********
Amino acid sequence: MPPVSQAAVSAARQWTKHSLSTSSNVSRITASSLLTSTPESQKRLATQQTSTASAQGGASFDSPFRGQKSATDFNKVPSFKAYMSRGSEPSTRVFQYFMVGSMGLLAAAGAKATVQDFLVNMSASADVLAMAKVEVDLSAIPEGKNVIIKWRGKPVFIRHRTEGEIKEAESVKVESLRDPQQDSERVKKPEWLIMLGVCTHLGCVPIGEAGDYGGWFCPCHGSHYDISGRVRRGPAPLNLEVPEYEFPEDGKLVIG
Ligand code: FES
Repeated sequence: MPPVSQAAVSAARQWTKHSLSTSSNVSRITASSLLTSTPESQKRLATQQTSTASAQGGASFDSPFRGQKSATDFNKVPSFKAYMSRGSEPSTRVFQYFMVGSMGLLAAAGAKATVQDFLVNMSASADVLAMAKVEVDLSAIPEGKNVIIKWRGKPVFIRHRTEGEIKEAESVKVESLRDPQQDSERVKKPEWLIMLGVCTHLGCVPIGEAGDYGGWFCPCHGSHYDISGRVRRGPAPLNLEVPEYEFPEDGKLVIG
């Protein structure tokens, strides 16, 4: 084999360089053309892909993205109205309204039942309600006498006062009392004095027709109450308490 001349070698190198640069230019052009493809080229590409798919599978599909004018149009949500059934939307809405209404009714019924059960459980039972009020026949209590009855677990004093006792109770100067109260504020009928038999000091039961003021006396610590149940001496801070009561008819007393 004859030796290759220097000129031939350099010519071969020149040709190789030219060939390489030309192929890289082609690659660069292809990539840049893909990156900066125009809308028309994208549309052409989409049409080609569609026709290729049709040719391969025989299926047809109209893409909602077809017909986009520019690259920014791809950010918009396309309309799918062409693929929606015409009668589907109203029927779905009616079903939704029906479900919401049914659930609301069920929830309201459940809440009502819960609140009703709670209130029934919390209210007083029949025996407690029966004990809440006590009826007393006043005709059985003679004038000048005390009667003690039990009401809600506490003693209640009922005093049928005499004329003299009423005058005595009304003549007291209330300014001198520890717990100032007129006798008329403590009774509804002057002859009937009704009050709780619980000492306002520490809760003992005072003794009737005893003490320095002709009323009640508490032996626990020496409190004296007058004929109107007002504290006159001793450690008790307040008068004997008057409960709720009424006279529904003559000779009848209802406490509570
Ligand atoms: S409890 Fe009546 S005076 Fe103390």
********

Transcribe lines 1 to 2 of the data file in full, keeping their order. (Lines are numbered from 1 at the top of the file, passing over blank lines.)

Amino acid sequence: MPPVSQAAVSAARQWTKHSLSTSSNVSRITASSLLTSTPESQKRLATQQTSTASAQGGASFDSPFRGQKSATDFNKVPSFKAYMSRGSEPSTRVFQYFMVGSMGLLAAAGAKATVQDFLVNMSASADVLAMAKVEVDLSAIPEGKNVIIKWRGKPVFIRHRTEGEIKEAESVKVESLRDPQQDSERVKKPEWLIMLGVCTHLGCVPIGEAGDYGGWFCPCHGSHYDISGRVRRGPAPLNLEVPEYEFPEDGKLVIG
Ligand code: FES